Q. I ordered a Raleigh Equipe racing bike from Rutland Cycling, through Amazon UK, on 31 July 2012 for £204, including delivery to me in Jersey. It was needed for my son's cycling holiday, so had to arrive by 27 August. Rutland Cycling advised me it had been dispatched. A week later I phoned to find out where it was and I was told the bike "had been delivered".
Rutland Cycling admitted its system does not monitor the delivery date – so it only becomes aware of a non-delivery when a customer complains. By this time, it had sold out of this model and offered me another bike – a Raleigh Strada – instead. I was told this was a better model and the catalogue shows this is a more expensive bike.
I received an email from Amazon advising the bike had been dispatched. A week later I phoned them again. They checked and then I received an email saying there had been a problem with customs. The courier says it returned the bike to Rutland Cycling because the paperwork was not in order. Rutland said it had been unaware the bike had been returned. The bike was then located in its warehouse and dispatched again by the same courier.
A few days later – just a week before the holiday – I phoned to say the bike had still not arrived. I was then told there had been more problems with the customs authorities and the bike might not be delivered on time. Rutland Cycling refused to provide any compensation. I had to buy a comparable bike at last minute, but those available locally were £350 to £400 and I did not want to pay that much as the bike would be ruined on a scrambling holiday.
I ended up buying a second-hand bike, but the tyres punctured four times on the first day. I received really bad customer service. I complained to Amazon, which said that its review team would be made aware of my complaint, but for data protection reasons it could not let me know the outcome of this. MH, Jersey.
A. We took this up with both Amazon and Rutland Cycling. Rutland Cycling's head of marketing Sally Middlemiss said: "We sincerely apologise for the issues that [the reader] had with her order. We're an independent, family-run company with over 30 years' experience in the cycle industry and we pride ourselves on delivering excellent service to all our customers, in our shops and online. We dispatch many bikes outside the UK without complication – however, on this occasion, errors were made with the dispatch of [the reader's] bike, leading to the delays. We were asked to guarantee a delivery time which unfortunately we could not do and so issued a full refund to avoid any further disappointment.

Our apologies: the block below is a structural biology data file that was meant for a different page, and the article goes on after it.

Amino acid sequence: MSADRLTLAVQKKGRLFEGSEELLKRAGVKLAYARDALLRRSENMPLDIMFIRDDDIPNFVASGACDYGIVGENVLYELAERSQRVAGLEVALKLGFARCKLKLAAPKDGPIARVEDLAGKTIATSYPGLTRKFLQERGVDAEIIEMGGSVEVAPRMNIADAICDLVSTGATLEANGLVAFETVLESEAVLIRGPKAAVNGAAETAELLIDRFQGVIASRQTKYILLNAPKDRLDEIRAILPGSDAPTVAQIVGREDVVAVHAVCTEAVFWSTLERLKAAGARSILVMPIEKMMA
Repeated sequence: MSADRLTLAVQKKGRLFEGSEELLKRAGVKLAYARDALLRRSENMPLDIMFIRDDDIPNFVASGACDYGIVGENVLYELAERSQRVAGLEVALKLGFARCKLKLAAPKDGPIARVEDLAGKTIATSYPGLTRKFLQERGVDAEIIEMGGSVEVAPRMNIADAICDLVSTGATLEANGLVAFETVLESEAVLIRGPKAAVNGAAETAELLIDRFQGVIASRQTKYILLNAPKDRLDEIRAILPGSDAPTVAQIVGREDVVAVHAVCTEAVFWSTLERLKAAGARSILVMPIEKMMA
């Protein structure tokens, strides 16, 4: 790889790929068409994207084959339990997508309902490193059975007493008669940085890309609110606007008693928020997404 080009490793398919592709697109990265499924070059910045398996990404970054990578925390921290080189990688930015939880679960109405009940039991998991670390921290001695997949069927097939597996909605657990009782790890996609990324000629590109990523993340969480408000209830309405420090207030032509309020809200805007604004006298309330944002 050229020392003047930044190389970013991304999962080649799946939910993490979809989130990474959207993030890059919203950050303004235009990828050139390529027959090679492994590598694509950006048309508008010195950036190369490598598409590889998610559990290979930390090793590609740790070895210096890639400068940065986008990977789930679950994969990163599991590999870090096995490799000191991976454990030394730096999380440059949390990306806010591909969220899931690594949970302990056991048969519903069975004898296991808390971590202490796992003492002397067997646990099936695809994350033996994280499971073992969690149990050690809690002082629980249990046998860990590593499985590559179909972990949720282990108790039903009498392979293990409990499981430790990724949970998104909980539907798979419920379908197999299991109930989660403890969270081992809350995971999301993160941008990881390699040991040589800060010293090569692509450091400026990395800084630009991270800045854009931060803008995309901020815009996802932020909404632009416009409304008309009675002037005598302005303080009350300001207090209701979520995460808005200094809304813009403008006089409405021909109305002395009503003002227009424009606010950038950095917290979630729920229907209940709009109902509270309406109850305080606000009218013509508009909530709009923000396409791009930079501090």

We can understand [the reader's] frustration and we're genuinely sorry that we've let her down. We have since made several improvements to our procedures for dispatching bikes internationally, including changing our courier company, to make sure this doesn't happen again. Finally, we are pleased to report that we have this week been in touch with [the reader] and offered her a replacement bike, which she has accepted." You have told us that you are happy with the response of Rutland Cycling, which is now selling you the Strada model at a substantial discount – for £150 instead of the usual retail price of £279.
A spokesman for Amazon said: "We want all our customers to have a great experience every time they shop on Amazon Marketplace and unfortunately, on this occasion, the Marketplace seller was not able to deliver this order and a full refund was issued. We do monitor the performance of sellers on Amazon Marketplace and this particular seller has received a high proportion of positive reviews from customers."
Q. I worked in Germany from 1966 to 1974, contributing to my "rentenversicherung" (pension insurance). This was taken directly from my pay. I recently sought to apply for my pension from the German government. It has refused to make any payment to me, claiming that a refund was issued to me in 1976. I never received any such refund. They have failed to provide any proof that the money was refunded. TT, by email.
A. According to the records of the German pension insurance agency, you applied for a refund of your contributions on 22 September 1976. The agency's records also show that 8,060 Deutsche Marks were paid to you on 25 February 1977, representing the refund of your contributions. A German court has refused to consider your submission seeking a payment of your retirement pension on the grounds that you cannot prove that you did not receive the contributions repayment.
The pension insurance agency's own detailed records from that time no longer exist, so it is not possible to inspect the paperwork to establish whether it is your own signature on the refund claim. Our repeated requests to speak to the agency went unanswered. We also attempted to discuss the matter with your employer from the time. However, it is not listed in phone or business directories, it is not shown as trading from the address that it used at the time you were employed and there are no recent references to it on the web.
The German Embassy in London can also find no current contact details for the business. We must therefore assume it is no longer trading. It seems to us that all options in trying to obtain this pension have now been exhausted.
Update: On 18 August in Questions of Cash we published an inquiry by a reader who complained that Santander had written to say it had withdrawn from its promised "free banking forever" on small firms' current accounts it had taken over from Abbey. We advised the reader to complain to the Financial Ombudsman Service. We are pleased to report that Santander has reviewed its decision and will continue to provide these bank accounts to existing customers on a free of charge basis.